China to fuel Africa mining growth despite crisis

China, Africa’s biggest emerging market partner, will overcome the global economic crisis and resume its march into mining and infrastructure investments on the continent this year, but at a measured pace.

Even though the global slowdown has forced some Chinese businesses to close operations in Africa and prompted a rethink of some of the multibillion-dollar projects across the world’s poorest continent, it is unlikely to stop China’s advance.

China experts speaking at a mining conference in Cape Town this week said China’s ability to fuel Africa’s growth in the long term should not be discounted, but the Chinese would be more strategic on the use of capital from now on.

”There is a high-level intent to continue investing in Africa from Beijing. Even though this has become a little unfocused in recent times, it will come back,” said Martyn Davies, head of Frontier Advisory, a South Africa research firm.

Kobus van der Wath, founder and group managing director of Beijing Axis, said China was one of the top consumers for most industrial metals and that there was a lot of government support to see this trend continue.

”A lot of the players are government-linked or government owned and that makes it easier. But a lot of them have burnt their fingers and are rethinking,” he said at the conference.

”This is a global crisis, not a Chinese crisis, and that will drive the overall commodity confidence. Do not therefore discard China’s ability to fuel the market in the long term.”

Davies said China will seek to both reassure and temper hopes of investment when its high-profile interaction with Africa resumes this week during President Hu Jintao’s visit.

Hu visit
Hu is due to go to Mali, Senegal, Tanzania and Mauritius, ranked outside Africa’s economic and resource heavyweights, but nonetheless offering opportunities for increasing China’s Africa footprint and trade relations on the continent.

Trade between China and Africa rose to $107-billion last year, and Hu’s choice of smaller destinations appears designed to show China’s interest reaches beyond oil and mines.

Van Der Wath said China’s overseas foreign direct investment leapt from $700-million in 2001 to $50-billion last year.

”In resource investment abroad in the next two years, we don’t expect there will be a wave of investment and Chinese scooping up cheaply priced assets,” he said.

Resource-hungry China’s forays on the continent have already secured it key links to countries such as Angola, China’s biggest source of African crude oil after Saudi Arabia.

China has invested in diverse countries and resources, such as Liberia’s iron ore and Zambia’s Copper Belt, to secure raw materials for the world’s fastest-growing large economy — a presence that has worried the West where its ”no strings approach” had raised eyebrows.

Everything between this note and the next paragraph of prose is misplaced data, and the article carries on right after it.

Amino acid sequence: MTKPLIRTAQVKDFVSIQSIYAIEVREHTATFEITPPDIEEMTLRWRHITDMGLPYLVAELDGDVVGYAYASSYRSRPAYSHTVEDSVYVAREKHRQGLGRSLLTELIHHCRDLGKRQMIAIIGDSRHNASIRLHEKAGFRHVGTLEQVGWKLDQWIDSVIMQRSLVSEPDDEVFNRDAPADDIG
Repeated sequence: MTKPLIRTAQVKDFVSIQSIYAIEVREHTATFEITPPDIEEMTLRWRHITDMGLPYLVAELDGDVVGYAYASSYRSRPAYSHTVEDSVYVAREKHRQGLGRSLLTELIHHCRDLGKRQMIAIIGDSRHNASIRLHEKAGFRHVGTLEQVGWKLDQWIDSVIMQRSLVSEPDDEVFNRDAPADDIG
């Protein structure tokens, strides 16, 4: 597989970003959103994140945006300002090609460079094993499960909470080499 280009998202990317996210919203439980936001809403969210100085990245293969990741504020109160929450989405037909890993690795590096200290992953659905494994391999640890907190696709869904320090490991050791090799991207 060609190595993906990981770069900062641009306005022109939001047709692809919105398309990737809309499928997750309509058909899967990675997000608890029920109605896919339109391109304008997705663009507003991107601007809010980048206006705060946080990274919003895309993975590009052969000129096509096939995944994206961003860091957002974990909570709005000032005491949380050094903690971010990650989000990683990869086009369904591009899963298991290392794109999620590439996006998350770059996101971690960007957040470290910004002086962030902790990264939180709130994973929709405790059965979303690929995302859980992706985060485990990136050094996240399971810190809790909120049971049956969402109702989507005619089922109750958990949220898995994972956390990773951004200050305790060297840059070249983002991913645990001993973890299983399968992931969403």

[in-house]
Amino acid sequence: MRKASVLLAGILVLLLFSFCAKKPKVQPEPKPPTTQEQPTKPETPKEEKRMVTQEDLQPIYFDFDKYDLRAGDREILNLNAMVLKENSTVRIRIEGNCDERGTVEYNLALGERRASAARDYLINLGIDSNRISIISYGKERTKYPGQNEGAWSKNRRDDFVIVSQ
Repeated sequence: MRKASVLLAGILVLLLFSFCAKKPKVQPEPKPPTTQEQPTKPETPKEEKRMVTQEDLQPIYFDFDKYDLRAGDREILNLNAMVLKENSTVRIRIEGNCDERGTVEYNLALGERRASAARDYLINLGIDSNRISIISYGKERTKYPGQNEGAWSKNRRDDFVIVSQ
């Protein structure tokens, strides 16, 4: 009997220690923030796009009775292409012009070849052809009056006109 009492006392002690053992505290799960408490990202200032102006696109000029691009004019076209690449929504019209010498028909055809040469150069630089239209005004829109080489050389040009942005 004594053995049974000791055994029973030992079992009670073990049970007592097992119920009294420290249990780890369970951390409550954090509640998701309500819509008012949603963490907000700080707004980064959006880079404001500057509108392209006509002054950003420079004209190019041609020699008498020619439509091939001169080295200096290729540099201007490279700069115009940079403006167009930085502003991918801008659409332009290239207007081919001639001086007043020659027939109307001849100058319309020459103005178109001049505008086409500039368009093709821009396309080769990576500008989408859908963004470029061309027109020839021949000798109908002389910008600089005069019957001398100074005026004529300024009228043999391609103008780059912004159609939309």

But the economic slowdown has set back some of its advances including in the Democratic Republic of Congo, where some Chinese operations have been closed down after being attracted by the country’s booming copper, cobalt, gold resources.

Marathon
Van Der Wath said China’s super-fast economic growth was not sustainable and despite dropping below 7% per year, it would still be a key player in the medium and long term.

”China will be more of a marathon runner, rather than a sprinter,” he said.

But China’s biggest barrier was that of building trust.

Davies said China’s presence in Africa would not be sustainable unless Africans accept it.

There was more acceptance among people in Africa if one talked about business relations with the West, while the media had created an image of China exploiting Africa, he said.

”The biggest challenge between Africa and China is that of trust. China has no intent to politically control the continent, but is facing issues of trust and perception,” Davies said.

Labour issues were a key concern in many African countries where China has brought its workers to help build mines and infrastructure, causing resentment.

”On labour, this has to be an issue the recipient government has to be comfortable with,” Davies said.

”It has to decide whether it wants to build roads, bridges or mines quickly or spend time training its own workers to do so. Some countries want rapid rollout of roads, its a choice each government has to make.” – Reuters

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James Macharia
James Macharia works from Johannesburg via Nairobi. Reuters Bureau Chief Southern Africa, ex-deputy chief East Africa. My views. James Macharia has over 5484 followers on Twitter.

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